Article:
Analysis: The informant says he enjoyed the joke because it was very similar to and illustrative of the kinds of stereotypes that exist not just among Americans/Europeans/Westerners about other races, cultures, and ethnicities; but also among non-whites about other ethnicities. He mentioned the fact that many Pakistanis tell Pathan jokes with the punchline being that somehow that particular ethnic group is stupid and only they could do something like whatever is told in the joke. The fact that the joke is predicated on the stereotypes between cities, a much smaller demographic than an entire ethnic group, is interesting; because while ethnic/racial stereotypes might seem plausible because of the supposed “biological connection” (i.e. DNA) shared by all members of a race; any possible connection between members of a city is much less obvious, unless the population of that city is mainly composed of a single ethnic group and that is what the stereotype is (covertly) referencing. This joke, in order to be funny, relies on the audience knowing two pieces of information: the stereotype of Isfahanis as stingy people, and the fact that bananas were for some reason very expensive at the time. This is an example of requiring an emic point of view in order to understand the humor, or at least to fully appreciate the cultural context within which the joke/anecdote is situated.
“In India, it is not uncommon – actually, scratch that, it is incredibly common to make tongue-in-cheek jokes against members of other cultures. They are not meant to be offended, because everyone makes such jokes against others. This is one of them. Pay close attention: Three men – a Hindu, a Christian, and a Muslim – are in a boat, and it is starting to sink because the boat is too heavy to stay afloat. In order to keep the boat from sinking, the three men all decide to make compromises and throw something overboard to lighten the load. The Hindu says, ‘I’m going to throw my Rolex overboard. I’ve got two or three more watches like this at home.’ And so he does. The Christian takes off his impressive top-hat and antique walking cane and promptly throws them over, saying, ‘I’ve got several more of these at home as well.’ The Muslim, to the shock of the other two men, picks up his wife and deposits her unceremoniously into the ocean, proclaiming, ‘I’m throwing my wife overboard. I’ve got several more wives like this at home!'”
The informant related his experience with this joke: “It was actually my brother-in-law who had come up with this joke after he’d had a little too much to…well, you know. He told me the joke at a party some sixty years ago, but I didn’t find it as funny as he did, perhaps because I was slightly more sober than he was. But only slightly. However, I must confess that did steal the joke from him, obviously because I’m the better joke-teller. Don’t look at me like that, I’m not making it up! I actually modified it a little and then told it at a dinner. It got many more laughs than when he told it. See?”
As the informant said, in India, it is very common to make jokes about other cultures, religions, and ethnic subgroups, poking fun at things that are stereotypical to their particular community. In this particular blason populaire, there are stereotypes of more than one group. In India, there are three distinct images – the Hindu man dressed in a very Spartan manner, with cotton everything except for his expensive gold watch; the Christian man with his tailored suit, felt top-hat, and wooden walking cane; and the Muslim man with his train of wives. Out of all of the three stereotypes, this joke exploits, in particular, the image of the polygamous Muslim, a depiction that has particular popularity among the socially and sexually conservative Hindu community. These two communities have been at odds with each other since the Partition in 1947, and therefore, many ethnic jokes have sprung up from this division in both communities, exploiting stereotypes on either side of the great divide.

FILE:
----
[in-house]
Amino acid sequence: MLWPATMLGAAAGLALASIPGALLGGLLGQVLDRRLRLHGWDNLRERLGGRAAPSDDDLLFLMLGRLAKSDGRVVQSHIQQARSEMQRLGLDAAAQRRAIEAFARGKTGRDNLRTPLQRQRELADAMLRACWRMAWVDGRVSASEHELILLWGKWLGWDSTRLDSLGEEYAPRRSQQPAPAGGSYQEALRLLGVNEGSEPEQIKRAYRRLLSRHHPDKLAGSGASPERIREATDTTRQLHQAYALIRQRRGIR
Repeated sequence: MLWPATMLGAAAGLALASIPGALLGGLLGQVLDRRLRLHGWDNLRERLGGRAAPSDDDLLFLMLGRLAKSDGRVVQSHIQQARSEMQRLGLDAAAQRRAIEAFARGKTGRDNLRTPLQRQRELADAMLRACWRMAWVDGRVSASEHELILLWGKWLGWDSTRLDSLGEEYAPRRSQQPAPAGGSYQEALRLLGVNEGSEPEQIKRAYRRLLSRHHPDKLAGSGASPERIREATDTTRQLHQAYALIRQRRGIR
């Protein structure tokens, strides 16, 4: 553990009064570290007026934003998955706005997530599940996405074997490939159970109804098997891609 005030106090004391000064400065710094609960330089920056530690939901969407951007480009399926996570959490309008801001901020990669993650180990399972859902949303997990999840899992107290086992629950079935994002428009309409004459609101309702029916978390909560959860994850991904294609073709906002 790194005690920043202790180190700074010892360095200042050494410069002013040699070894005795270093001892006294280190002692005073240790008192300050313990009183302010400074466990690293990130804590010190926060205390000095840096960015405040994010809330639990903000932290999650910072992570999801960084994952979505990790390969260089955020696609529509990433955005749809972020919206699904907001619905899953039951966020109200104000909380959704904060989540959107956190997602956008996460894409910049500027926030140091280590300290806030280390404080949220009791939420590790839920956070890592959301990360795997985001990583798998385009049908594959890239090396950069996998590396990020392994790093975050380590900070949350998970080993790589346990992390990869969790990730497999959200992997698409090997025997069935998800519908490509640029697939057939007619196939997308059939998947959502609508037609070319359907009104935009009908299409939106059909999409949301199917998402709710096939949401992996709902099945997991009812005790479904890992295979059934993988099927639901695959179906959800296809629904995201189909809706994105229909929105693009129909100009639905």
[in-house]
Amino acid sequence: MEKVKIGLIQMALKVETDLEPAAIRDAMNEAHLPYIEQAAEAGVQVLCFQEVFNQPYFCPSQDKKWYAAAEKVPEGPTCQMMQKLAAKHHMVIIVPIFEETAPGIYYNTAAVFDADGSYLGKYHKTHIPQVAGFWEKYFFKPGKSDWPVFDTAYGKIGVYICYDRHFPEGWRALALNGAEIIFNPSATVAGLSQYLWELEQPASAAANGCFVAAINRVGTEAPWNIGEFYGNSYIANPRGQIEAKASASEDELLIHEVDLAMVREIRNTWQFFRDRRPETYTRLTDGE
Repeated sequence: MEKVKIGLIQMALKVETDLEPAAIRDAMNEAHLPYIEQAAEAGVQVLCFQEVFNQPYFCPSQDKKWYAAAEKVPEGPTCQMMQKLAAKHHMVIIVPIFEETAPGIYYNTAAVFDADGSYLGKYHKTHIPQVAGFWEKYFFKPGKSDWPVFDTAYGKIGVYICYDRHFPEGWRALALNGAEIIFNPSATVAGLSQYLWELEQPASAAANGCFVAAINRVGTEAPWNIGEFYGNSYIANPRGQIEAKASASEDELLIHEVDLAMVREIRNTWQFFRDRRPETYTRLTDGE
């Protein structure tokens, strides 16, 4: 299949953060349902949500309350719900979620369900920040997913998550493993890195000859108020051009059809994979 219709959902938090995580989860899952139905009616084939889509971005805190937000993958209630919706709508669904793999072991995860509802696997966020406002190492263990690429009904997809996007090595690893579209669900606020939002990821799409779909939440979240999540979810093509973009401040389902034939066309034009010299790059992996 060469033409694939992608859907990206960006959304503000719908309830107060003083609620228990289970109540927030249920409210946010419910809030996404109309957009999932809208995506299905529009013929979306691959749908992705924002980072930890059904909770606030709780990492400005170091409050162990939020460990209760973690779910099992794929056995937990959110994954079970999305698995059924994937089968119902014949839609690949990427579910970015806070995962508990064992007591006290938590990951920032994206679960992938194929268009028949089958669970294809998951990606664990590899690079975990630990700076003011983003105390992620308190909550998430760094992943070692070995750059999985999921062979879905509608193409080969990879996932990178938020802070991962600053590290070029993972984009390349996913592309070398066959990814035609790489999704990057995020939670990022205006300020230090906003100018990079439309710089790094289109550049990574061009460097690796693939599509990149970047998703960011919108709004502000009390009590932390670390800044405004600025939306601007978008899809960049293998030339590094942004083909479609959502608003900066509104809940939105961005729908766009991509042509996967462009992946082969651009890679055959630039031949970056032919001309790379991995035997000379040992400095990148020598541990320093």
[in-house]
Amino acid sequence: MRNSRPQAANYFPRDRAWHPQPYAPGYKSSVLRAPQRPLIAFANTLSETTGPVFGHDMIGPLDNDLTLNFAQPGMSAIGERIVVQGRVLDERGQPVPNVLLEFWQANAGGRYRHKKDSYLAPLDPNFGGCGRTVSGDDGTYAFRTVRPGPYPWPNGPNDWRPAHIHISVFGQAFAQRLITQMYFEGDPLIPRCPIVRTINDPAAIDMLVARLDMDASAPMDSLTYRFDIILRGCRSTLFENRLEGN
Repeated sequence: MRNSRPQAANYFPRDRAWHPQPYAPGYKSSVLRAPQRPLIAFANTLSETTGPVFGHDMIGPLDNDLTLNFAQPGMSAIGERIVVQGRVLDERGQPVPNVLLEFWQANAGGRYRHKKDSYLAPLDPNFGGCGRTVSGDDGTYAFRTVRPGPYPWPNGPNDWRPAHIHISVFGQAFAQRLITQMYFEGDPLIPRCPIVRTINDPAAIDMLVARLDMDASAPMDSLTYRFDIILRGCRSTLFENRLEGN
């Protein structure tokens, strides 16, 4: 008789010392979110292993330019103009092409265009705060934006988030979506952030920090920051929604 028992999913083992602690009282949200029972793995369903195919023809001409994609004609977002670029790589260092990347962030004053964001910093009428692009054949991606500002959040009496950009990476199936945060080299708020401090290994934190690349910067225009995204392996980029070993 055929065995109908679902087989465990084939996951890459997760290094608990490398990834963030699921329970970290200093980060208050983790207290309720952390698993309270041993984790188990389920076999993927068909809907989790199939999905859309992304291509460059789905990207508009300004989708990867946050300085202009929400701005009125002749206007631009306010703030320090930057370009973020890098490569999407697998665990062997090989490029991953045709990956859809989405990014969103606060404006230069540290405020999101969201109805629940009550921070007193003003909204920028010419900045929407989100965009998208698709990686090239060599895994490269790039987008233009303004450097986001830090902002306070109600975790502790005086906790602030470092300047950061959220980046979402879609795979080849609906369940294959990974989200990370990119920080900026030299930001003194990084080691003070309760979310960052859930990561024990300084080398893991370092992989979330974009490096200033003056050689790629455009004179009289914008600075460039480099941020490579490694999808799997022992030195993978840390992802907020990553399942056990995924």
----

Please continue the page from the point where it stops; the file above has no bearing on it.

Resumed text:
“You know this is my favorite joke ever. Because it’s hilarious. And also because I’ve probably told it to you a million times. So this young guy, who comes from a minority population and speaks pretty limited English, starts working at a donut joint. At this point, he’s told to say ‘Donuts, donuts, donuts!’ to customers with questions. So the first day of work, this customer comes in and asks ‘what do you sell here?’ The guy who works there does as he’s told and says, ‘Donuts, donuts, donuts!’ But he says that to every other question he’s asked, which are ‘How much to they cost?’, ‘Are they fresh?’, and ‘Should I buy them?’. Supremely confused, the customer leaves. So the manager tells the kid to say ‘Twenty five cents’ when asked how much they cost. Then another customer comes in with the same questions – ‘What do you sell here?’, ‘Donuts, donuts, donuts!’, ‘How much do they cost?’ ‘Twenty five cents.’, ‘Are they fresh?’, ‘Twenty five cents.’, ‘Should I buy them?’ ‘Twenty five cents.’ The manager, an understanding guy, tells the kid to say ‘Very, very fresh’ when he’s asked if the donuts are fresh. And so, naturally, in walks a third customer. The same suite of questions is asked, and instead of answering ‘Yes!’ to ‘Should I buy them?’, the poor kid answers, ‘Very, very fresh!’. Obviously because he doesn’t know any better. Now starting to get fed up, the manager tells him to respond, ‘Do it before somebody else does!’ to the question ‘Should I buy them?’.
And so, now that the kid’s finally got everything down, guess who comes in next? A guy dressed in black who’s obviously robbing the joint. The exchange goes like this:
Burglar – Whaddaya sell here?!
Kid – Donuts, donuts, donuts!
Burglar – How much you got in the register?
Kid – Twenty five cents.
Burglar – Are you acting fresh with me?!?!
Kid – Very, very fresh.
Burglar – That’s it! I’m gonna shoot you!
Kid – Do it before somebody else does!
And so, you can probably guess how the story ends.”
I was reminded that I already knew the context of this story, but I asked the informant to relate it anyway. “This is our family’s favorite joke. Ever,” he said. “You know because I’ve been telling it since we were kids. It shows you how a nice guy with a limitation in his knowledge of the English language, of which he is benignly unaware, gets in trouble because of his blissful ignorance.”